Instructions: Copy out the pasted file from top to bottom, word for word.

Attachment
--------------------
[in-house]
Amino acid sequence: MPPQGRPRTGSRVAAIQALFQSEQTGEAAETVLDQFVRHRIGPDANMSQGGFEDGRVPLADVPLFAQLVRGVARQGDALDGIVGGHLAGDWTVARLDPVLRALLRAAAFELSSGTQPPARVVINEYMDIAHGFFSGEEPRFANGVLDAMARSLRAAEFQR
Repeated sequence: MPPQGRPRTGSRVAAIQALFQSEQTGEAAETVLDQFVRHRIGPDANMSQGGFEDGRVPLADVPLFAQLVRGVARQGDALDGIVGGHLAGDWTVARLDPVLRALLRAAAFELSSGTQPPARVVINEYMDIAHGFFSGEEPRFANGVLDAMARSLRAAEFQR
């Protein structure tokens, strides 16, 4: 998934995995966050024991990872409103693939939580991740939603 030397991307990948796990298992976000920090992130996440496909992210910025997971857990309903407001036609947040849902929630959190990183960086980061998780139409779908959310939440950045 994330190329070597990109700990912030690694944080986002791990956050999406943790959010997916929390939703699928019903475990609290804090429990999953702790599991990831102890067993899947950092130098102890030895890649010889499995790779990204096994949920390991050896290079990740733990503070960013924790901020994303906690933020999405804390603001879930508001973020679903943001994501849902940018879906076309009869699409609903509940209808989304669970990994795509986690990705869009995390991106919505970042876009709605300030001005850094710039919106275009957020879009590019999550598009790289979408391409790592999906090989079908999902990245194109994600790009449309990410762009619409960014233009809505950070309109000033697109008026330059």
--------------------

[in-house]
Amino acid sequence: MPPQGRPRTGSRVAAIQALFQSEQTGEAAETVLDQFVRHRIGPDANMSQGGFEDGRVPLADVPLFAQLVRGVARQGDALDGIVGGHLAGDWTVARLDPVLRALLRAAAFELSSGTQPPARVVINEYMDIAHGFFSGEEPRFANGVLDAMARSLRAAEFQR
Repeated sequence: MPPQGRPRTGSRVAAIQALFQSEQTGEAAETVLDQFVRHRIGPDANMSQGGFEDGRVPLADVPLFAQLVRGVARQGDALDGIVGGHLAGDWTVARLDPVLRALLRAAAFELSSGTQPPARVVINEYMDIAHGFFSGEEPRFANGVLDAMARSLRAAEFQR
């Protein structure tokens, strides 16, 4: 998934995995966050024991990872409103693939939580991740939603 030397991307990948796990298992976000920090992130996440496909992210910025997971857990309903407001036609947040849902929630959190990183960086980061998780139409779908959310939440950045 994330190329070597990109700990912030690694944080986002791990956050999406943790959010997916929390939703699928019903475990609290804090429990999953702790599991990831102890067993899947950092130098102890030895890649010889499995790779990204096994949920390991050896290079990740733990503070960013924790901020994303906690933020999405804390603001879930508001973020679903943001994501849902940018879906076309009869699409609903509940209808989304669970990994795509986690990705869009995390991106919505970042876009709605300030001005850094710039919106275009957020879009590019999550598009790289979408391409790592999906090989079908999902990245194109994600790009449309990410762009619409960014233009809505950070309109000033697109008026330059």